How to Cut and Replant Aloe Vera Plants?

There are two basic ways to cut and replant aloe vera plants; leaf-cutting and pups.

Below you will discover the simple steps involved in each process.

Material & Equipment Required

It is essential to have the basic supplies on hand before you start cutting and replanting your aloes.

Soil Mix
Soil Mix (Source: Unsplash)

Hence, you will require the following equipment.

  • One aloe plant in good health (with pups preferred)
  • A container (preferably terracotta or ceramic) with a few drainage holes at the bottom
  • A sharp and sterilized knife or shears
  • Cacti mix or succulent potting soil that drains well
  • A hormone that promotes rooting (optional)

Replant Aloe Vera via Leaf Cutting

The overall performance of this procedure is dramatically lesser than that of pup division. We strongly advise you to multiply your aloes with offspring in case you have the opportunity.

However, if you have a beautiful leaf blade that snapped off or your aloe vera does not have tiny babies, you might wish to propagate with leaf clipping.

Step 1: Remove a Leaf

Remove a part of a leaf from the preferred healthy parent plant with a sterile tool. The leaf at the junction with the stem does not need to be plucked.

You could either cut the top couple of leaf lengths or the entire leaf, as you please. However, make sure the incision is not rugged and uneven.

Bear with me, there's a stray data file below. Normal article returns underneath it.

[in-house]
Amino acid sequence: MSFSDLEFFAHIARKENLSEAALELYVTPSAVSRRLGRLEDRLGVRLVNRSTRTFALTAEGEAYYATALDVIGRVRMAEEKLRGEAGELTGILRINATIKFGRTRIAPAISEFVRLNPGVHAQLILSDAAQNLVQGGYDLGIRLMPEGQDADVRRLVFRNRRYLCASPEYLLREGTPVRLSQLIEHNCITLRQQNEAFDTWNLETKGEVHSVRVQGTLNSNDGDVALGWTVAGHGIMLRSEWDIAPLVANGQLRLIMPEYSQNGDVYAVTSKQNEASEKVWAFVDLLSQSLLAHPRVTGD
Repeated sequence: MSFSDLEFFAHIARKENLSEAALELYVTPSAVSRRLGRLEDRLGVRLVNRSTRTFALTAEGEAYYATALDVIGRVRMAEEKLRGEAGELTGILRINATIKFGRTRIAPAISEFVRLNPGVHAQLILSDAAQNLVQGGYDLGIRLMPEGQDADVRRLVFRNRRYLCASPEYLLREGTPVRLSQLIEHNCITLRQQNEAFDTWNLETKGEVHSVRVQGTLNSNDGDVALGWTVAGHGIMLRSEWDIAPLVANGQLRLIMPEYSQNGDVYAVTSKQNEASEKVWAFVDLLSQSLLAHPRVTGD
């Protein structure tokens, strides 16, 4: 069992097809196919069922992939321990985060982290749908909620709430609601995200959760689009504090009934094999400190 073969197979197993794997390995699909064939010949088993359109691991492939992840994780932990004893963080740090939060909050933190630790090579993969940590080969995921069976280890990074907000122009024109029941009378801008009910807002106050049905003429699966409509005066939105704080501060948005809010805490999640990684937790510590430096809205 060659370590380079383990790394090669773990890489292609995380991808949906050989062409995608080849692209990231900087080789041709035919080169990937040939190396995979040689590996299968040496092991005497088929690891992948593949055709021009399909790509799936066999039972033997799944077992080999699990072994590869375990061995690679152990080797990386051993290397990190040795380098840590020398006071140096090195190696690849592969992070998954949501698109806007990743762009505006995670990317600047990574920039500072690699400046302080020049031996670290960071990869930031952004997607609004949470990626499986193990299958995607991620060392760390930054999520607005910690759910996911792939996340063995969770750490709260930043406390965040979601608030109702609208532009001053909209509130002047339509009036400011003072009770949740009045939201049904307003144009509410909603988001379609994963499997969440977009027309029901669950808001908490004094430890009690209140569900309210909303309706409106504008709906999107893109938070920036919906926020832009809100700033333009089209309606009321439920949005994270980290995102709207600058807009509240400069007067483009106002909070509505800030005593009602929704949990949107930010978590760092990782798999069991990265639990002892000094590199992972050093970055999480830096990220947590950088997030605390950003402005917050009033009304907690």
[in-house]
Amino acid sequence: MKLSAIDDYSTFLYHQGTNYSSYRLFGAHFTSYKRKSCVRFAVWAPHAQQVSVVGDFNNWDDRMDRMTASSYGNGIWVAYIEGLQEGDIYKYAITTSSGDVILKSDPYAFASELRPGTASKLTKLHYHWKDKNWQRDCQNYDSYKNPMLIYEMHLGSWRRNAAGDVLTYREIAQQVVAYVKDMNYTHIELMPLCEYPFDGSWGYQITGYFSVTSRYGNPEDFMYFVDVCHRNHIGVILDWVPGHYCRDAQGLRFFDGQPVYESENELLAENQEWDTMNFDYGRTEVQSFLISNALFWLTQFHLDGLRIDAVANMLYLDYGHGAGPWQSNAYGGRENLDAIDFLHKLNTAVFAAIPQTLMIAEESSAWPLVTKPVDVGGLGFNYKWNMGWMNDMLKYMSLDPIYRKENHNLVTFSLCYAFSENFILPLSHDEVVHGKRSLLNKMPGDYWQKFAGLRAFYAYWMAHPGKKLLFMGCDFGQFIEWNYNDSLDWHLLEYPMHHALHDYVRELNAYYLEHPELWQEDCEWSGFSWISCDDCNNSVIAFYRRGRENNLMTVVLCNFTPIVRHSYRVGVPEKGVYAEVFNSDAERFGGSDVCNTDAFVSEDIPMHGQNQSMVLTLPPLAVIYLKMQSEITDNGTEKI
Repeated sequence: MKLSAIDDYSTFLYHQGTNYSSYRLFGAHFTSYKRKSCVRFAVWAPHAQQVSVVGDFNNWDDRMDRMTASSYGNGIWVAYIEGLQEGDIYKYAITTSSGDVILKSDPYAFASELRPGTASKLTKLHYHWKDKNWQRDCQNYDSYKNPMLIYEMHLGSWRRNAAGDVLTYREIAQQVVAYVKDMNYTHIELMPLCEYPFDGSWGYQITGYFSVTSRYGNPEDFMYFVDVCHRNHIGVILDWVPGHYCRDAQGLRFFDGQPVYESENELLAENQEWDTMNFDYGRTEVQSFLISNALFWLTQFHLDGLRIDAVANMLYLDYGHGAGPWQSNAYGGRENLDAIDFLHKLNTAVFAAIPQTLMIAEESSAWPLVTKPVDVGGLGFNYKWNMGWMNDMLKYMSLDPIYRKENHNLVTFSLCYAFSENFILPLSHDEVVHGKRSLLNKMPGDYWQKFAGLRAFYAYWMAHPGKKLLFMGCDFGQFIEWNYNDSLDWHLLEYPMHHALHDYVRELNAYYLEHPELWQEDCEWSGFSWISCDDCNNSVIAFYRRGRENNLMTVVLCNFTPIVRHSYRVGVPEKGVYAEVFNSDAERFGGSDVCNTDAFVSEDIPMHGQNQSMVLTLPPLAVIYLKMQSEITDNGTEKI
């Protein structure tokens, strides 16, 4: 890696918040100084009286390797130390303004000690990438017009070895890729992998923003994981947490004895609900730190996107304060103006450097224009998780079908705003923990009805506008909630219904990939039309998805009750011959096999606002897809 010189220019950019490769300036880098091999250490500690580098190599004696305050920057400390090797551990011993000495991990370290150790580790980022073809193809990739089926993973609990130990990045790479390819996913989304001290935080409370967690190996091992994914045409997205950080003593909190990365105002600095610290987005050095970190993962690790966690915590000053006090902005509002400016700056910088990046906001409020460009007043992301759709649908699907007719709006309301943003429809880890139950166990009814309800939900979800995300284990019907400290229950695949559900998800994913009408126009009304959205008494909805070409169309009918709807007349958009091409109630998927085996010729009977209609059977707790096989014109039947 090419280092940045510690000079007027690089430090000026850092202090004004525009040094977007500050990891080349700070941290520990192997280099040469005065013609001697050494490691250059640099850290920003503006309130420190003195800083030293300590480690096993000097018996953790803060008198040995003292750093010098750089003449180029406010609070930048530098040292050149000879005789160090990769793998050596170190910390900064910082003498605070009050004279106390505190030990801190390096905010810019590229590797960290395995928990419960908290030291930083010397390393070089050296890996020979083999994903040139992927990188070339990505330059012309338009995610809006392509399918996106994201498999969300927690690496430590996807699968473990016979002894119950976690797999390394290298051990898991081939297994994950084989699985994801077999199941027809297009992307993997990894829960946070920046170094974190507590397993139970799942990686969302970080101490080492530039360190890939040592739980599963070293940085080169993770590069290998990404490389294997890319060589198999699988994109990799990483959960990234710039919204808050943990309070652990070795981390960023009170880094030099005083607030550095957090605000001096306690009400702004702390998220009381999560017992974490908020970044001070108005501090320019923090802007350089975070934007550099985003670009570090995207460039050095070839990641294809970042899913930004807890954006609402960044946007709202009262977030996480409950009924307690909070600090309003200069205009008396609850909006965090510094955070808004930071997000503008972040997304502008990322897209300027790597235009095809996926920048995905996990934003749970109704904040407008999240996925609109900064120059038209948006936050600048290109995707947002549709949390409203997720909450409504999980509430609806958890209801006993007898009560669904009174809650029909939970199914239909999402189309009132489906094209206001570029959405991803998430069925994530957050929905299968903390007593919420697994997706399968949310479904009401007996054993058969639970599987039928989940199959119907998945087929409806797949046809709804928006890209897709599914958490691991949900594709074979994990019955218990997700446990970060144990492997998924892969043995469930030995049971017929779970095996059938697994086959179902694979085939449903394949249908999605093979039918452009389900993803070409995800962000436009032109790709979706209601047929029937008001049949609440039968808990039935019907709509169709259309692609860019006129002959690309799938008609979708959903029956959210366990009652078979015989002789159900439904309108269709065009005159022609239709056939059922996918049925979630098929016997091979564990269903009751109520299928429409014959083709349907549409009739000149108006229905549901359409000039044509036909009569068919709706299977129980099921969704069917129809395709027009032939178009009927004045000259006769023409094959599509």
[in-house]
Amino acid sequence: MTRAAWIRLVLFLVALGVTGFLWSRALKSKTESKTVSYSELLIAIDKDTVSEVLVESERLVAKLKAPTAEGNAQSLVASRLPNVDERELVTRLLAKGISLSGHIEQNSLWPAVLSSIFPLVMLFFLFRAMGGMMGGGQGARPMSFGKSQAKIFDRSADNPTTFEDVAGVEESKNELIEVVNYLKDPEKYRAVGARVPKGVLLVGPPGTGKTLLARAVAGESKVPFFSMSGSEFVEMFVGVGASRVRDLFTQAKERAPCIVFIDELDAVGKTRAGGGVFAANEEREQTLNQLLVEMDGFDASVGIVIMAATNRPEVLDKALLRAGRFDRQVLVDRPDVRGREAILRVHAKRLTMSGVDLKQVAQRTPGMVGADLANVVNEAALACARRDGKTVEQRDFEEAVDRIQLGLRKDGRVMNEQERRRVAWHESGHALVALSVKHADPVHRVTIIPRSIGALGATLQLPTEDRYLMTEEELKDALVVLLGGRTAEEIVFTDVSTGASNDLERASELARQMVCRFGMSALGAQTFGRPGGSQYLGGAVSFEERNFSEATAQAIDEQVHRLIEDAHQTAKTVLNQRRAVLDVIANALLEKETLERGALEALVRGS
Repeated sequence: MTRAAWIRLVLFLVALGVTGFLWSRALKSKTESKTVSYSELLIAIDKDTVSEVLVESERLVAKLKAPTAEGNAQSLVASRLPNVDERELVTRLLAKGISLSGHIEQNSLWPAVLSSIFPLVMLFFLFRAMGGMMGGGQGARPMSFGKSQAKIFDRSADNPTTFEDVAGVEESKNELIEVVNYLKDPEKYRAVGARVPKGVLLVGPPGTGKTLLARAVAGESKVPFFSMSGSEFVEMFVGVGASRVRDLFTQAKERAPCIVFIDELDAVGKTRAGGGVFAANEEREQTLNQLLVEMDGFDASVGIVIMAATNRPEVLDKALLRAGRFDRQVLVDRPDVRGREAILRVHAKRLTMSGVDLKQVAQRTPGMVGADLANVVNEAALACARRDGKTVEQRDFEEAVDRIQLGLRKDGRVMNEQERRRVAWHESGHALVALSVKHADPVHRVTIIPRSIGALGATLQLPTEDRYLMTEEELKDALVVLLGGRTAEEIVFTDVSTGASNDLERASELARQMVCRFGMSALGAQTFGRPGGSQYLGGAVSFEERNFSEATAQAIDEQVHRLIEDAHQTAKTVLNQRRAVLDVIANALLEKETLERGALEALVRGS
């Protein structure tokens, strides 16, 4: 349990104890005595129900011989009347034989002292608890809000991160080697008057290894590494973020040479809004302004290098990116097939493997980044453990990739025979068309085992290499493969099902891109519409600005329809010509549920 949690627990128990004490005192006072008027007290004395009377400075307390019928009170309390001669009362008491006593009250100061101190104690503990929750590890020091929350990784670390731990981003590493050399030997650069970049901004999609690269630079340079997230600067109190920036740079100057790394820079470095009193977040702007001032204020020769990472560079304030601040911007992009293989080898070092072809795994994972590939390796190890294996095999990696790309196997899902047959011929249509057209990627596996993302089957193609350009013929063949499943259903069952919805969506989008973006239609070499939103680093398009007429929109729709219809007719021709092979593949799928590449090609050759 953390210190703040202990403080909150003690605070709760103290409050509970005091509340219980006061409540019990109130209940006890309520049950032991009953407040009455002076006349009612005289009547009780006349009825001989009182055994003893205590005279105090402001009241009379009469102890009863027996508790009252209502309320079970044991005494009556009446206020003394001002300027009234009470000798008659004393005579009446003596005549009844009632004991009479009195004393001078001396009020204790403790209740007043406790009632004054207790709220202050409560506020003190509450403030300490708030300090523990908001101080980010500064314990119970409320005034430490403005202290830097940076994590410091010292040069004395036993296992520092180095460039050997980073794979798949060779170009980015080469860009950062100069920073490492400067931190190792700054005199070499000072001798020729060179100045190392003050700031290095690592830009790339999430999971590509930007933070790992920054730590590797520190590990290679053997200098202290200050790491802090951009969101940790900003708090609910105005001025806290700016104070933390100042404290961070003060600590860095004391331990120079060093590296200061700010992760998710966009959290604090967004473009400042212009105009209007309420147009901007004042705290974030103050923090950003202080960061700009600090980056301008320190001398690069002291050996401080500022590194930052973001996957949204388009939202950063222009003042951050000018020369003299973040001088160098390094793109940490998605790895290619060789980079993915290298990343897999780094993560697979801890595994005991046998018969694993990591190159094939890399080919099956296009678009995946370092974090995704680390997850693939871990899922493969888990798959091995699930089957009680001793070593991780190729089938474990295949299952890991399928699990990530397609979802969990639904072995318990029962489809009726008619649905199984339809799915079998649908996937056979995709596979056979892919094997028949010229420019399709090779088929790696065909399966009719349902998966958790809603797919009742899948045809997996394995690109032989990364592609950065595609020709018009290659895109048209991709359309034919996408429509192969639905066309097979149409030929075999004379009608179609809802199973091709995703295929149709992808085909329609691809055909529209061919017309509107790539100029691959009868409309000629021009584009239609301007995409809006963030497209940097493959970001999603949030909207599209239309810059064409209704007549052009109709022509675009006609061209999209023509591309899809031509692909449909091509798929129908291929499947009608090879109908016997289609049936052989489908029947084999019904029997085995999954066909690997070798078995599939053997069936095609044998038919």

Step 2: Dry Out the Leaf

Allow two to three days for the cutting to dry out. Eventually, the part where you have sliced the leaf dries up and forms a scab.

It is also possible that rather than drying, it will gradually decompose. Regrettably, the above implies that the leaf clipping cannot be propagated, and you will need to start over again with fresh leaves.

Step 3: Place Leaf in Pot

Place the scabbed leaf upright in a pot filled with well-draining and light potting mix.

If it is a sizable leaf cutting, you may place it over the soil or use a stick to keep it upright. Leaf clippings do not require rooting hormones and enzymes.

Step 4: Water the Plant

Spray the clippings with water to keep the potting mix moist but not wet.

Modify the water frequency that meets the demands of your plant once the leaf has developed roots and is steadily thriving.

Replant Aloe Vera via Pups

Propagating aloe vera from the babies of a vigorous parent plant is pretty straightforward and is the most preferred method.

Trust me; you will get off to a lot faster start with these rooted babies.